Friday, 31 August 2007

Life Whirlwind

My life has been like a whirlwind lately. A willy-willy of change, if you will.

Right after I last posted, I finished the Jaynes. I was extremely excited to be able to hand them over to E and T, who squealed and jammed them on their heads immediately.

We don't get out of bed for less than 10,000/day, dahhhhhling.....
Thank you to Boy, who helped me weave in the ends (the bit I hate the most, see all the 90% finished projects in the sidebar ------->) and made the pompoms for me.

Then I got swept up in the whirlwind of baby knitting. All of a sudden, my pregnant work colleague started ballooning out to alarming proportions, which had me all in a tizzy - I have to make lots and lots of baby clothes, NOW!. As if she was gonna blow at any minute, like a large Moby-Dickian sea creature. Images of myself on a soaking wet rolling deck, wearing fisherman's gear and frantically waving little bootees and bonnets around swept into my head. So I have a vivid imagination, ok?

So as not to leave out my brother's baby, even though it's not due til January, I started a more intricate, long-term, guilt-assuaging project - a pair of bootees made on 3mm needles, mostly in moss stitch:

I call them "Thrilled". The pattern comes from an old booklet (c. 1950s?) of bootees and mittens that I bought from Ebay about a month ago. The pattern is called 'Happy'. I don't know why, because it's gonna take me for-bloody-ever to knit them! For a start, you begin with 49 stitches, increase 15, and you're supposed to end up with 69! Why, why, why? It's a one-row-at-a-time kind of project. My mantra for this one is: 'I have til January, I have til January...'

Then I was too tired to knit for about 4 days. Work was so draining, I didn't even have the energy to hold up a pair of needles. Just when I needed to do something to de-stress. I didn't even have TV reception, dammit! But then finally things calmed down a bit, and I continued the Berry Bonce, which was a breeze compared to Thrilled, and as of yesterday, it's finished!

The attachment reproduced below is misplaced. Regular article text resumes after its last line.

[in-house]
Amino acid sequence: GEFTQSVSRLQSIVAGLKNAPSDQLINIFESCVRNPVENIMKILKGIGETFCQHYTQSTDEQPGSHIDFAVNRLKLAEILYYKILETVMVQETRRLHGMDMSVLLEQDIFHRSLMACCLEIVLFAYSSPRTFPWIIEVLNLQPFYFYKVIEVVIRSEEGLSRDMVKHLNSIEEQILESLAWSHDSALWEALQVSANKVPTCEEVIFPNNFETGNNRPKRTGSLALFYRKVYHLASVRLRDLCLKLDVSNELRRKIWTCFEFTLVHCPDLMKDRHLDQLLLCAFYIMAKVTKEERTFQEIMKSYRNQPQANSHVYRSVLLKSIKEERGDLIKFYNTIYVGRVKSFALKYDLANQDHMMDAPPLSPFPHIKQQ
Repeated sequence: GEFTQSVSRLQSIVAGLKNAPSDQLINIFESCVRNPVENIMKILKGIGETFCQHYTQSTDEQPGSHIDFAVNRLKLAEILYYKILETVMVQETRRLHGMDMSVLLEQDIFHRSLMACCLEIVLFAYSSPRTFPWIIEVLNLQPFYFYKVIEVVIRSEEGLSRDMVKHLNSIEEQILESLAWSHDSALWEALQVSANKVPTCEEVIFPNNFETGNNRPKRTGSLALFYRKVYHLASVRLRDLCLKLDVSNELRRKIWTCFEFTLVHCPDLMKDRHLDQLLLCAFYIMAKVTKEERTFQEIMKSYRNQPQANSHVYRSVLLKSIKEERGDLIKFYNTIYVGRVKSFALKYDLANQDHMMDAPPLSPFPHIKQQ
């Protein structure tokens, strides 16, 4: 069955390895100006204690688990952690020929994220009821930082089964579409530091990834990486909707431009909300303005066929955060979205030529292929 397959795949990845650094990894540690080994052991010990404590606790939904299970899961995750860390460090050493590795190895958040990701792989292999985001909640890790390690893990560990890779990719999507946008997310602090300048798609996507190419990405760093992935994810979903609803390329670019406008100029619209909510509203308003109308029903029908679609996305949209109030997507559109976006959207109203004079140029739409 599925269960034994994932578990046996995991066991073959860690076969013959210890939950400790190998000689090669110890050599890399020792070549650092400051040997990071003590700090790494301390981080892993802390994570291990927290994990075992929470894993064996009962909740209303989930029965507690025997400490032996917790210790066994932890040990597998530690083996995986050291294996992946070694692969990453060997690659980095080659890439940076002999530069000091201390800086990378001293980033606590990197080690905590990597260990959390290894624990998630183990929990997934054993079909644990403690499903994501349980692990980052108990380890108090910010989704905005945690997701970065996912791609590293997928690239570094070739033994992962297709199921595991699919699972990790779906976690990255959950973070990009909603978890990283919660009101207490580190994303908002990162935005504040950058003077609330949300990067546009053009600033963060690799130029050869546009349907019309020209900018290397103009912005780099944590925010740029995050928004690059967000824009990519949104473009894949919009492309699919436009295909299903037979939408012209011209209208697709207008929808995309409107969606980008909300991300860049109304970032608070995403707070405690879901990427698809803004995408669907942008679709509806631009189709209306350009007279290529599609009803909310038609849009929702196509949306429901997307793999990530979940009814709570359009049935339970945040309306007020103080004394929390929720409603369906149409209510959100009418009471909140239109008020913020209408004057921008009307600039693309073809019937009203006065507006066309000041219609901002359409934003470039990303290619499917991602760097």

"Finished" here means only have 2 ends to weave in,
which are easily tucked to the back. Ahem.
It's lucky I finished "finished" that, because I started a new baby project yesterday as well - I'm calling it the Baby Bum. It's one of those underpant thingies the baby wears over its nappy. In the US they call them Soakers; I don't know what they're called here.

At least the waist band is finished!
Yes, I'm using the dreaded double-pointeds again. It's a bit more difficult to hold the needles the new way with this project, because it's larger than the Berry Bonce, but I'm getting there. I also hate doing ribbing with DPNs, but it's only for the first 5cm, and there's some interesting fair aisle work straight afterwards, so I can cope. *grinds teeth*

I'm going to break away from knitting for a little while, and talk about art. I bought 2 prints from Etsy* the other week, and I just adore them!

Trying not to breach copyright too much. See the shop.
I got them framed, and it cost 4 times as much as the prints themselves did, but it was sooooo worth it! My bare loungeroom looks positively spiffy now!

From Etsy I also bought my first zines! Mama would be proud! I bought Stolen Sharpie Revolution, which is a zine all about making zines. According to Craftypod, it's The resource for making your own zine. I also bought another one by the same author Practical Body Modification, which is all about her experience with getting an IUD. They're both great examples of interesting, informative zines. I want my own zine, Mommy!

These experiences have inspired me to get out the paints and continue to create my own works, so the other night I made some ACEOs:

Far left and far right: finished. Rest: who knows?